Unless they’re softer varieties like brioche, traditional European breads have a harder crust and a drier, saltier crumb while Asian style buns are soft, springy and sweet. Think multigrain sourdough loaves versus kaya buns or slices of rye bread versus hotdog rolls.
The key difference lies in the dough’s chemistry: Western-style bread has zero fat – its main [components] are flour, salt and water while Asian-style bread contains 15 per cent fat and 25 per cent sugar to give that soft texture.
But the difference doesn’t end there. Asian-style breads are also made by adding a Japanese-invented cooked dough called tangzhong. By cooking the flour, the dough absorbs all the water which is then added into the rest of the bread mixture.
The precise roots of this method are unclear, but the Japanese preference for soft, sweet breads can likely be traced back to 1875 when a former samurai named Yasube Kimura invented the anpan – a soft bun stuffed with bean paste that’s otherwise used for wagashi. He found that the bread introduced to Japan was either salty or sour – flavours which were out of step with the Japanese palate.
Recipe for soft sweet buns
100g strong bread flour (12.5 per cent protein)
Sweet Bun Dough
1kg strong bread flour (12.5 per cent protein)
18g bread improver
30g milk powder
2 eggs (50g each)
35ml condensed milk
180g unsalted butter
100g tangzhong dough
100g sourdough (optional)
Bring 100ml of water to a boil in a pan and add 100 grams of strong bread flour. Stir quickly and remove from fire to prevent the dough from over cooking.
Continue knead the dough with a spoon or by hand if cool enough until dough is formed. This step is crucial as adding a warm dough into the rest of the bread dough will alter the temperature.
Place flour, yeast, bread improver, sugar, milk powder and salt into a mixing bowl and stir until well-mixed. Then add in the eggs, condensed milk and water and start the mixer with a dough hook.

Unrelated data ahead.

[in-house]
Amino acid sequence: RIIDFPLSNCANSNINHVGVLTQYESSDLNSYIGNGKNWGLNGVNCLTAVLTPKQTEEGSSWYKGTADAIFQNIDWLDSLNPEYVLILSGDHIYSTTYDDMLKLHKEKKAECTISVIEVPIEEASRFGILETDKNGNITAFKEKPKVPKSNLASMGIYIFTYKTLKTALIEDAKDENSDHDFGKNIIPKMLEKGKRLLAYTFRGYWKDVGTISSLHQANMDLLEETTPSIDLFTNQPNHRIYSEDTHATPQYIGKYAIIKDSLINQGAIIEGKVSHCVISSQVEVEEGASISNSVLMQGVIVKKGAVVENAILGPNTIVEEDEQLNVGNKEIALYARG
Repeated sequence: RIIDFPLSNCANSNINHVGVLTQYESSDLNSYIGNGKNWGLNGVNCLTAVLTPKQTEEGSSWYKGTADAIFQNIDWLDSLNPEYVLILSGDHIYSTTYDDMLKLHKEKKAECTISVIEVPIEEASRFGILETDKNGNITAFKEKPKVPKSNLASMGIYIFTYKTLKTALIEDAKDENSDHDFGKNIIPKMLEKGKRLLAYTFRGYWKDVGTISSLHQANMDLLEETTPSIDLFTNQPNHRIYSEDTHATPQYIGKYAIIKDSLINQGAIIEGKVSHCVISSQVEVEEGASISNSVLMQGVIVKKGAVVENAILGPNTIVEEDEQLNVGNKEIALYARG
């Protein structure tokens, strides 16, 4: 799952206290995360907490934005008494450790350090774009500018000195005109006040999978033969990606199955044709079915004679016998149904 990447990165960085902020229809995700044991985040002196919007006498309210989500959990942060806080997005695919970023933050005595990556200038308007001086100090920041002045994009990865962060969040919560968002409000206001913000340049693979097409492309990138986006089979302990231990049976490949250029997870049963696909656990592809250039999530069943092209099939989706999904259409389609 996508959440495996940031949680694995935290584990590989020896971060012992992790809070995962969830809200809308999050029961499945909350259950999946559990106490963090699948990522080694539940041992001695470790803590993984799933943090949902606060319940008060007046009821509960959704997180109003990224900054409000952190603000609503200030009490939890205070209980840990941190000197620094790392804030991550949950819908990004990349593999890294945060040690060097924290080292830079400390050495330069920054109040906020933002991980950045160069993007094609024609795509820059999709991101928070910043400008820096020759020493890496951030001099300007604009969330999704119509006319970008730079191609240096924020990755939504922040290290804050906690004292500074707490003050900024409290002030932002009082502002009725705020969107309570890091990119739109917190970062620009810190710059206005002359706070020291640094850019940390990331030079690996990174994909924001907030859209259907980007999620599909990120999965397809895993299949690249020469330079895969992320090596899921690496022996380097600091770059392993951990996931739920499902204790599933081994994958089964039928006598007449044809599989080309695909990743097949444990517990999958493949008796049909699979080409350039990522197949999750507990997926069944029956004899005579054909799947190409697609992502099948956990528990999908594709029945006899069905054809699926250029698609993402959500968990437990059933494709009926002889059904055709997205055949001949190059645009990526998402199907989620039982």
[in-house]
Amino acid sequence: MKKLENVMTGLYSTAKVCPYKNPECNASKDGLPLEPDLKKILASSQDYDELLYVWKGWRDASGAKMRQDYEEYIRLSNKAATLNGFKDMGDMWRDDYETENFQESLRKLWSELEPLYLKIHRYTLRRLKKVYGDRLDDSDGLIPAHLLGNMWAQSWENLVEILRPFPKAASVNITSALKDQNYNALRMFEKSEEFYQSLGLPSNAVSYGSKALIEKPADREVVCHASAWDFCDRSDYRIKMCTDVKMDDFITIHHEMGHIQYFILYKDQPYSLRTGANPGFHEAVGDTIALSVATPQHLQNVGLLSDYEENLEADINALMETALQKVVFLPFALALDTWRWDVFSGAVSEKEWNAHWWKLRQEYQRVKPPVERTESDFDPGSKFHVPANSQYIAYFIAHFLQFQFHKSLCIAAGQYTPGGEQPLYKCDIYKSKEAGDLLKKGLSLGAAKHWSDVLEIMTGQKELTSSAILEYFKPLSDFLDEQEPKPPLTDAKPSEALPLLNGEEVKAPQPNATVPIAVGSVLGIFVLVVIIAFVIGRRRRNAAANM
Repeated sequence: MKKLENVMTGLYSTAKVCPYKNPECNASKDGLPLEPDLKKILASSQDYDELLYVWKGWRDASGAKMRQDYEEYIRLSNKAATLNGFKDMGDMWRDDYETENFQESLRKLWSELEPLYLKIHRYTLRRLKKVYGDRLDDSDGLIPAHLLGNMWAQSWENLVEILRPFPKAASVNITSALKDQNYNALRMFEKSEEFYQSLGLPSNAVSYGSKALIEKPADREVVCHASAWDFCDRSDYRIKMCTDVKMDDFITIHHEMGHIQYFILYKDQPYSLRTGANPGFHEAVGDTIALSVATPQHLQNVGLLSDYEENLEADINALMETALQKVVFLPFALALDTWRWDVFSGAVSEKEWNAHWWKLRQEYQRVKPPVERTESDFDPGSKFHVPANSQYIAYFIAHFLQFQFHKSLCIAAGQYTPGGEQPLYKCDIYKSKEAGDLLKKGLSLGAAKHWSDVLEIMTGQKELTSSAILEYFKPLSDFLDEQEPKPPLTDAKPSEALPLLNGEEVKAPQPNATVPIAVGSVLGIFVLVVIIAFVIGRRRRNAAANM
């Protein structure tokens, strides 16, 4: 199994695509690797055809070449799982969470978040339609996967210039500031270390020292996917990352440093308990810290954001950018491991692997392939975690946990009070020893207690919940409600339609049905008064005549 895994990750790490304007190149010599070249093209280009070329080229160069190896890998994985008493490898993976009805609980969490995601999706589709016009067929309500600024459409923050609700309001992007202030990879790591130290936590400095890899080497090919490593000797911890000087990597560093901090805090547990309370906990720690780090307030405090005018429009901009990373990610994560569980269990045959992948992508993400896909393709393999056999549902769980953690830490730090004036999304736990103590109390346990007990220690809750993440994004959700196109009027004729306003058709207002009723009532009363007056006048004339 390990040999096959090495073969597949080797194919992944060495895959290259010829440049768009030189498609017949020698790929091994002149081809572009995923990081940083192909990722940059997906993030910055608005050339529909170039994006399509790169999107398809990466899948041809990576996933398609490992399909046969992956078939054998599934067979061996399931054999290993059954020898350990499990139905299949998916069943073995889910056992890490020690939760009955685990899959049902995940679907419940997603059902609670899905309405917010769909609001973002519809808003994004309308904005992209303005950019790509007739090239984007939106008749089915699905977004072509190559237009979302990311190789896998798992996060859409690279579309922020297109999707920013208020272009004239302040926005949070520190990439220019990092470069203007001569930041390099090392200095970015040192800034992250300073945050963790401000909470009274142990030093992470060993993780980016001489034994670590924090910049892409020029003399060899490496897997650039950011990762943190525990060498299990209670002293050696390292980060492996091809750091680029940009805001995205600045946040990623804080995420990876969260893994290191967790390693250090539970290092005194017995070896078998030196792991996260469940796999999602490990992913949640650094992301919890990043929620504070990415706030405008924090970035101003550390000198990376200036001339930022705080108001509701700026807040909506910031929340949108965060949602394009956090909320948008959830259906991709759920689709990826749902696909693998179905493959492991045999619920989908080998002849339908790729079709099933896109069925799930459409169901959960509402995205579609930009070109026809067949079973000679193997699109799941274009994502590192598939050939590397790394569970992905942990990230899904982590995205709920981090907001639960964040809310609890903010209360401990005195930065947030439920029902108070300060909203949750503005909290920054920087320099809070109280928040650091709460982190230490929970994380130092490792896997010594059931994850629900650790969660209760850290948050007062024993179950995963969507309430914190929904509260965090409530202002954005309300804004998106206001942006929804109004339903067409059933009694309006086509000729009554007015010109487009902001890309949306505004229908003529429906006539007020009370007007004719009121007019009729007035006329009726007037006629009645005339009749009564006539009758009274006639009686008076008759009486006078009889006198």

Add the tangzhong dough first and continue to knead. At this stage, the dough would've developed gluten. Next, add the unsalted butter and knead until dough starts to make slapping sounds against the mixing bowl.
Cover the bowl with clean wrap film or a cloth and allow the dough to ferment for approximately one hour. Place the bowl in a cupboard or space away from heat and moving air.
Shape the dough into round balls and insert your choice of filling if any. Place the dough balls into small paper holders similar to the ones for cupcakes.
Proof the dough again in the cupboard away from heat and moving air and let it rise until it is 2 ½ times its normal size. To see if it's ready, poke it gently with your finger and the dent made should only return half way up. As the dough proofs, pre-heat the oven to 200 degrees celcius.
Beat one egg and lightly brush over the top of the bun. This gives the bun a sheen when baked. Be sure to avoid the sides or drips.
Bake for 18 minutes or until golden brown. Remove and allow to cool. Enjoy.